The Bay of Cádiz is one of those magical places containing the necessary ingredients for the creation and development of flamenco. The city of Cádiz itself was the gateway to commerce and immigration, mostly from the Spanish colonies in America and Africa, making it a diverse and authentic melting-pot of cultures.
The existing music – Arabic, Jewish, Castilian and Roma – was refreshed by new sounds and rhythms from indigenous South American, African and Caribbean singers who expressed their emotions through ancestral song. Moreover, we should not forget that Roma men who were captured during the Great Raid of 1749 were confined here. From this primary mixture came lamentations in the form of expressive music that extended to the Spanish Roma community of the area.
It was in this same city, although much later on, that Antonia Gilabert Vargas was born on 19 June 1924, in its most ‘typically flamenco’ neighbourhood of Santa María. She would become known as ‘La Perla de Cádiz’, a Roma flamenco singer who is considered to be the most significant female voice of Cádiz flamenco.
Her destiny was marked from birth: her parents, guitarist Juan Gilabert and singer Rosa Vargas, known as ‘Rosa la Papera’, were well-known artists, and so flamenco was part of everyday life at home. Antonia soon drew attention to herself with her passion for singing. Her great talent was matched by her fervour, and she had two excellent teachers in her parents. According to her biographer, Félix Rodríguez,
‘La Perla had flamenco singing in her blood more than in her head. Her beginnings were forged in that melting-pot of flamenco maestros known as the Santa María neighbourhood and, without realising it, almost unconsciously, she had all the majesty, essence, rhythm and duende – the particular magic of flamenco singing – in her voice.’
At long last the stage was set for Cádiz to have the great cantaora it so deserved, but personal circumstances delayed her artistic success. In 1948 she married Roma flamenco artist Francisco Torres, known as ‘Curro la Gamba’, who did not allow his wife to become a performer. But her destiny was written in the stars, and so ‘La Perla de Cádiz’ would indeed go on to conquer the world of flamenco, if a little later than she had imagined.
In 1959, she won first prize in the category bulerías and alegrías at the Concurso Nacional de Arte Flamenco, Córdoba’s national flamenco singing contest – an important accolade because the contest was highly regarded in flamenco circles. Her performance was such a triumph because it came as a real surprise for the audience of aficionados, flamencologists and critics, and was resoundingly praised in the press. Flamenco fans had discovered in ‘La Perla de Cádiz’ a singer with personality who was also innovative in her interpretations of styles that were based on centuries-old foundations and used fixed structures. She entered that select artistic Olympus of the type: ‘…so-and-so sings bulerías or alegrías like La Perla’.
There followed a decade marked by professional fulfilment and triumph for ‘La Perla’. In Madrid she was received with open arms, and various flamenco tablaos in Spain’s capital (including Zambra, El Duende, Los Canasteros and Torres Bermejas) competed to hire her; the same was true in the tablaos of Seville (El Guajiro and Los Gallos), where the originality of her singing style was undeniable. At the same time, she toured throughout Spain, participating in well-known shows and sharing the bill at the most prestigious festivals. As a result of her success in Madrid, she was in high demand with major recording companies such as Columbia, Hispavox, Fontana, Zafiro and Belter, which sought to immortalise her voice and her stylised way of singing on vinyl. Her ten recordings in the space of twelve years have now gone down in the history of Cádiz flamenco.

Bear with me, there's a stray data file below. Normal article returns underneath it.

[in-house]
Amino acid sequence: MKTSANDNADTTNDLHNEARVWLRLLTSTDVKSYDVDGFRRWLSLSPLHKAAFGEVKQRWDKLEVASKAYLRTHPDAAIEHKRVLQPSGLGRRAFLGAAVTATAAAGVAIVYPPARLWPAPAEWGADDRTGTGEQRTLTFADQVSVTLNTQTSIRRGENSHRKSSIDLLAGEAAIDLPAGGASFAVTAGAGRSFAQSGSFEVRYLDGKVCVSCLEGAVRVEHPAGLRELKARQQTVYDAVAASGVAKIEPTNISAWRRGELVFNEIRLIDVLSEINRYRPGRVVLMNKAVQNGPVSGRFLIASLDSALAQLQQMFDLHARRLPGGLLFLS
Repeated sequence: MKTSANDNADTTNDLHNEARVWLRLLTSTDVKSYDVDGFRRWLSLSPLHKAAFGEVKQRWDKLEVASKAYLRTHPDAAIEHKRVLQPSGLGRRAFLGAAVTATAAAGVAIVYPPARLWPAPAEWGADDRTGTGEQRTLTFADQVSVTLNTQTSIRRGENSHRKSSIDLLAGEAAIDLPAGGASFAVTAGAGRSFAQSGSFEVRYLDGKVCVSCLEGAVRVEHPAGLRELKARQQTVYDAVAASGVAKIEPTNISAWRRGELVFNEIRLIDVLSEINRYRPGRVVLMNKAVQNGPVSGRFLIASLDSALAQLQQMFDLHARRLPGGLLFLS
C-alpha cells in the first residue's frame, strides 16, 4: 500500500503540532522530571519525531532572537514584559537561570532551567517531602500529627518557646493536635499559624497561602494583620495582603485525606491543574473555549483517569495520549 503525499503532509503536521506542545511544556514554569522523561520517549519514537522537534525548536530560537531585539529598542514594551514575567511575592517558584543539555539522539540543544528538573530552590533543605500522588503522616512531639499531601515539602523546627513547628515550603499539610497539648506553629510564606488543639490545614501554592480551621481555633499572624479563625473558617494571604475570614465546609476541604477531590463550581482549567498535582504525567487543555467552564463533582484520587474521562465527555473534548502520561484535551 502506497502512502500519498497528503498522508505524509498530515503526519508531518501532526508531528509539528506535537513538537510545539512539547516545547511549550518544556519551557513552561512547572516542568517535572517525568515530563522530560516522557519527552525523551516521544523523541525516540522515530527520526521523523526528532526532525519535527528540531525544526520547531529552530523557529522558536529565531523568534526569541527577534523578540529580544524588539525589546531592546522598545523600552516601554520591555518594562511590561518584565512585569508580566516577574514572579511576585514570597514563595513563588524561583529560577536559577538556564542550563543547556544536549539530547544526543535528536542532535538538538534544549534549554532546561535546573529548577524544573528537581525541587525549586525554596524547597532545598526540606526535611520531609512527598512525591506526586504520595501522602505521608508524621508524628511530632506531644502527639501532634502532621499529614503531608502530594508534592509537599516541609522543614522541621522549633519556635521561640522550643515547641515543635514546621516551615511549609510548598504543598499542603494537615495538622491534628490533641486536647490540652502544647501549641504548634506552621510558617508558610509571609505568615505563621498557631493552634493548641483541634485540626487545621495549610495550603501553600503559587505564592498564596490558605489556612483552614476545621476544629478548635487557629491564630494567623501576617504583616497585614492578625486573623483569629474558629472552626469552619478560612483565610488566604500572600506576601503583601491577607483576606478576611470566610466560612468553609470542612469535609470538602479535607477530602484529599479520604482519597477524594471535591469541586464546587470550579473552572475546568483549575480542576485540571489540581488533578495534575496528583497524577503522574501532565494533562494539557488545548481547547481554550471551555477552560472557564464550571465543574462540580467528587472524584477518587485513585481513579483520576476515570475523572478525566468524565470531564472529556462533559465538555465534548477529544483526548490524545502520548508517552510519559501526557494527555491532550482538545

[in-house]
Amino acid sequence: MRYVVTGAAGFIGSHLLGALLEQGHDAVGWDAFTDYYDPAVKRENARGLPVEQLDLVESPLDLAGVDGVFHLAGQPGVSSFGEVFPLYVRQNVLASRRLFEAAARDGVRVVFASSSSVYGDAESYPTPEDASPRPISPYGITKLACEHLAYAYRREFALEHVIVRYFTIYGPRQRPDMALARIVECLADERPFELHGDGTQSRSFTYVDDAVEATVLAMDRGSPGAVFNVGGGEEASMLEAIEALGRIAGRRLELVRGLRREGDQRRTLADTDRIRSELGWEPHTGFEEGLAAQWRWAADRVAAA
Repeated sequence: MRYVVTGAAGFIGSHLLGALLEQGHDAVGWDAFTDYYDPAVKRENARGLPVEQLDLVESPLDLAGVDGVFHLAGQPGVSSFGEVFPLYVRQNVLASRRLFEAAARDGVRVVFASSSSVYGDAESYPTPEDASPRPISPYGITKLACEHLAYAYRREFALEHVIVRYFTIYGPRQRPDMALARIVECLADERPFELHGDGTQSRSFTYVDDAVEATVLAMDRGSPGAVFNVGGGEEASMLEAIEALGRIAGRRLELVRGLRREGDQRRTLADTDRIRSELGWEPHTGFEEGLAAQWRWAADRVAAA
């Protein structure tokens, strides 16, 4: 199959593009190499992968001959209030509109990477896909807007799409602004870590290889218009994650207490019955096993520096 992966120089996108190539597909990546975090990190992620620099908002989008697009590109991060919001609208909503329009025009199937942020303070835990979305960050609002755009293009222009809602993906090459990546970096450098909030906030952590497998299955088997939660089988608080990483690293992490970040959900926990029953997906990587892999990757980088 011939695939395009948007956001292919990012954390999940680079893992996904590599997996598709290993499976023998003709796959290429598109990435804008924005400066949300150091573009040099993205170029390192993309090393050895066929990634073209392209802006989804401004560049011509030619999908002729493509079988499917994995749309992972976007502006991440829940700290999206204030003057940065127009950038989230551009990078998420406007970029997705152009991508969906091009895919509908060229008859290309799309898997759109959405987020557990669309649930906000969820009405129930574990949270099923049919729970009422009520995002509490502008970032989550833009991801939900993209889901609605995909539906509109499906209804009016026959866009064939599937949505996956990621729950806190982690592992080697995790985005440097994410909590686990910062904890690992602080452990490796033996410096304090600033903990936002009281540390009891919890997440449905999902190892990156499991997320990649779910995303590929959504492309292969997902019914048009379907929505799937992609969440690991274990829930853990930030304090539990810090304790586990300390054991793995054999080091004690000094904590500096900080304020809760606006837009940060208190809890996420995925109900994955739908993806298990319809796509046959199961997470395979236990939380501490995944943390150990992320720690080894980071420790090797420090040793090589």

Unfortunately, the splendour of ‘La Perla de Cádiz’ was short-lived, as she passed away aged just fifty-one. But like a rose, her fragrance lived on in the musical memory of everyone who was lucky enough to have heard her. The great Niña de los Peines claimed to be an admirer of her art, and Camarón de la Isla himself soaked up her ways to become one of her most faithful disciples.
Days after her death in Cádiz on 14 September 1975, Amós Rodríguez Rey, a poet from her home town who admired her greatly, wrote in his Impresiones:
‘A rich voice resonating with the awareness of belonging to a sad people is gone from us forever, among the monotonous murmuring of the waves that so often accompanied the songs, which could never be happy because that is not the nature of bulerías […] The flamenco of La Perla de Cai [sic] was always profound and authentic, these were the sounds of a wounded heart […] La Perla possessed the rare quality of convincing her audience and subordinating them to her artistic will. Her versatile and velvety voice expertly prepared for the highpoint of the cantes, and then, in the most natural manner, without exertion or artifice, she moved from sheer power to the most graceful tenderness.
She expressed her thinking as a singer with tones full of subtle nuances, simple and extraordinarily noble, and the strength of her expression was always matched by the force of her feelings […]’
(Diario de Cádiz, 21 September 1975)